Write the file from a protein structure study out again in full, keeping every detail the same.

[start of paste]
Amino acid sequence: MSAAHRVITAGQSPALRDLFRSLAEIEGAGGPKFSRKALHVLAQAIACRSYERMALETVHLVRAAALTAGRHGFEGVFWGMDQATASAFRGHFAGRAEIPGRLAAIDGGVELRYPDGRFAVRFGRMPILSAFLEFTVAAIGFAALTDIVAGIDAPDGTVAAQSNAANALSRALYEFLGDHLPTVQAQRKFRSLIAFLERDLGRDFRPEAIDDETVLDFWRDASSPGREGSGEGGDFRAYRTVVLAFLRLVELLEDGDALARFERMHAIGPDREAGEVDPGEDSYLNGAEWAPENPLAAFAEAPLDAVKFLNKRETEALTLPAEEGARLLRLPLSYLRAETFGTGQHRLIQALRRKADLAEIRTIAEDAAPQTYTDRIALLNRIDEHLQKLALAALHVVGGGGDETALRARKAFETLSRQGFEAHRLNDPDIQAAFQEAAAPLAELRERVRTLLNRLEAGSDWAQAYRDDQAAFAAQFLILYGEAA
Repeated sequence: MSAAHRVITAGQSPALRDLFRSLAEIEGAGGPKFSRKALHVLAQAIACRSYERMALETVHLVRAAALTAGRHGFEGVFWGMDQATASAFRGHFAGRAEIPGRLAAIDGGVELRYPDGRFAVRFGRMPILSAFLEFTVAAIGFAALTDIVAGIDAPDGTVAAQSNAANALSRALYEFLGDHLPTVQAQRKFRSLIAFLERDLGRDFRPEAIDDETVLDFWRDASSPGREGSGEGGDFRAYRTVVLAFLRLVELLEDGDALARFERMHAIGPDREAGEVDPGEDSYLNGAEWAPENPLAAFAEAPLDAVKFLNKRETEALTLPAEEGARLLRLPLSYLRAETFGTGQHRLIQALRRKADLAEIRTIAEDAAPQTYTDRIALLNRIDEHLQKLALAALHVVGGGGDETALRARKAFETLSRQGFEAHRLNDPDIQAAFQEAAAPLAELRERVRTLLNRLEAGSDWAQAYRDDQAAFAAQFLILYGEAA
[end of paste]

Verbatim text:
Amino acid sequence: MSAAHRVITAGQSPALRDLFRSLAEIEGAGGPKFSRKALHVLAQAIACRSYERMALETVHLVRAAALTAGRHGFEGVFWGMDQATASAFRGHFAGRAEIPGRLAAIDGGVELRYPDGRFAVRFGRMPILSAFLEFTVAAIGFAALTDIVAGIDAPDGTVAAQSNAANALSRALYEFLGDHLPTVQAQRKFRSLIAFLERDLGRDFRPEAIDDETVLDFWRDASSPGREGSGEGGDFRAYRTVVLAFLRLVELLEDGDALARFERMHAIGPDREAGEVDPGEDSYLNGAEWAPENPLAAFAEAPLDAVKFLNKRETEALTLPAEEGARLLRLPLSYLRAETFGTGQHRLIQALRRKADLAEIRTIAEDAAPQTYTDRIALLNRIDEHLQKLALAALHVVGGGGDETALRARKAFETLSRQGFEAHRLNDPDIQAAFQEAAAPLAELRERVRTLLNRLEAGSDWAQAYRDDQAAFAAQFLILYGEAA
Repeated sequence: MSAAHRVITAGQSPALRDLFRSLAEIEGAGGPKFSRKALHVLAQAIACRSYERMALETVHLVRAAALTAGRHGFEGVFWGMDQATASAFRGHFAGRAEIPGRLAAIDGGVELRYPDGRFAVRFGRMPILSAFLEFTVAAIGFAALTDIVAGIDAPDGTVAAQSNAANALSRALYEFLGDHLPTVQAQRKFRSLIAFLERDLGRDFRPEAIDDETVLDFWRDASSPGREGSGEGGDFRAYRTVVLAFLRLVELLEDGDALARFERMHAIGPDREAGEVDPGEDSYLNGAEWAPENPLAAFAEAPLDAVKFLNKRETEALTLPAEEGARLLRLPLSYLRAETFGTGQHRLIQALRRKADLAEIRTIAEDAAPQTYTDRIALLNRIDEHLQKLALAALHVVGGGGDETALRARKAFETLSRQGFEAHRLNDPDIQAAFQEAAAPLAELRERVRTLLNRLEAGSDWAQAYRDDQAAFAAQFLILYGEAA